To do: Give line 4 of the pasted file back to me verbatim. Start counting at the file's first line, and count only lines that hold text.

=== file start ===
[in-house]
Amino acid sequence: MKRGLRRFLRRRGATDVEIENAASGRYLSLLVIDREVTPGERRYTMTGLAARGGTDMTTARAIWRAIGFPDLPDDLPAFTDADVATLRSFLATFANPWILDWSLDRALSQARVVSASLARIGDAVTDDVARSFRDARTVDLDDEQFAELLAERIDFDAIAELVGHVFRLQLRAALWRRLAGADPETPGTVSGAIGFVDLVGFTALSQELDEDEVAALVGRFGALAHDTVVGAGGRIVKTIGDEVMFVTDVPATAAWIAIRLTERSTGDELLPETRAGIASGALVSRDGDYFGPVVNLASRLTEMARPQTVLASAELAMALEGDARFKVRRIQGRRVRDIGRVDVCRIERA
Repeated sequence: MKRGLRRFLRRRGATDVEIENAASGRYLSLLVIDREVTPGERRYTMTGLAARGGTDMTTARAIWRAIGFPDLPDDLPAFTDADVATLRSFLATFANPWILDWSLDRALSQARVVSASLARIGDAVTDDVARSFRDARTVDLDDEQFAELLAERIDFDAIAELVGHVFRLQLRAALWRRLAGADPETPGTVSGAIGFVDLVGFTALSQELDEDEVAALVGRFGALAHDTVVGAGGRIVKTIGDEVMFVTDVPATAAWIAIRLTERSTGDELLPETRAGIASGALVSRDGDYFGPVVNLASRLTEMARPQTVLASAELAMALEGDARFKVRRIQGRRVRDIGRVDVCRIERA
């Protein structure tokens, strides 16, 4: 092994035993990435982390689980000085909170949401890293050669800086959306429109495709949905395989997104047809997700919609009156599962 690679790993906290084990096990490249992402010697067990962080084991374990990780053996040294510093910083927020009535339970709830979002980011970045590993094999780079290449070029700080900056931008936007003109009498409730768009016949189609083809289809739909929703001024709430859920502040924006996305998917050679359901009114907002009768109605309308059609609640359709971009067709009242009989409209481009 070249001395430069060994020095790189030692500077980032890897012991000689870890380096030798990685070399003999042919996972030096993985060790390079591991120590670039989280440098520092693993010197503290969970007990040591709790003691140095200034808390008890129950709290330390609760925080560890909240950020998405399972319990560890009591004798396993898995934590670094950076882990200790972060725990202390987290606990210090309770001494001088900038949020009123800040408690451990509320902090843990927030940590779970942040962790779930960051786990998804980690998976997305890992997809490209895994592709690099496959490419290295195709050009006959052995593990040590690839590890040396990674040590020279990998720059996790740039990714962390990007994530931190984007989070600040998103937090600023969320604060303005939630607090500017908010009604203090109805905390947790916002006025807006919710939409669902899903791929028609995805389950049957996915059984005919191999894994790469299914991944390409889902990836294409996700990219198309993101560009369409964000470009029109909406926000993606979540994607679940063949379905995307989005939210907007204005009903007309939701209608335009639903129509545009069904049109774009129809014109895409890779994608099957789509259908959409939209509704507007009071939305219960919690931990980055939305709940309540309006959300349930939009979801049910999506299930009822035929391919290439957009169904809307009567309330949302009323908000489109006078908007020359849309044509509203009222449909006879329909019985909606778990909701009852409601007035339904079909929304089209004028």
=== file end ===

């Protein structure tokens, strides 16, 4: 092994035993990435982390689980000085909170949401890293050669800086959306429109495709949905395989997104047809997700919609009156599962 690679790993906290084990096990490249992402010697067990962080084991374990990780053996040294510093910083927020009535339970709830979002980011970045590993094999780079290449070029700080900056931008936007003109009498409730768009016949189609083809289809739909929703001024709430859920502040924006996305998917050679359901009114907002009768109605309308059609609640359709971009067709009242009989409209481009 070249001395430069060994020095790189030692500077980032890897012991000689870890380096030798990685070399003999042919996972030096993985060790390079591991120590670039989280440098520092693993010197503290969970007990040591709790003691140095200034808390008890129950709290330390609760925080560890909240950020998405399972319990560890009591004798396993898995934590670094950076882990200790972060725990202390987290606990210090309770001494001088900038949020009123800040408690451990509320902090843990927030940590779970942040962790779930960051786990998804980690998976997305890992997809490209895994592709690099496959490419290295195709050009006959052995593990040590690839590890040396990674040590020279990998720059996790740039990714962390990007994530931190984007989070600040998103937090600023969320604060303005939630607090500017908010009604203090109805905390947790916002006025807006919710939409669902899903791929028609995805389950049957996915059984005919191999894994790469299914991944390409889902990836294409996700990219198309993101560009369409964000470009029109909406926000993606979540994607679940063949379905995307989005939210907007204005009903007309939701209608335009639903129509545009069904049109774009129809014109895409890779994608099957789509259908959409939209509704507007009071939305219960919690931990980055939305709940309540309006959300349930939009979801049910999506299930009822035929391919290439957009169904809307009567309330949302009323908000489109006078908007020359849309044509509203009222449909006879329909019985909606778990909701009852409601007035339904079909929304089209004028």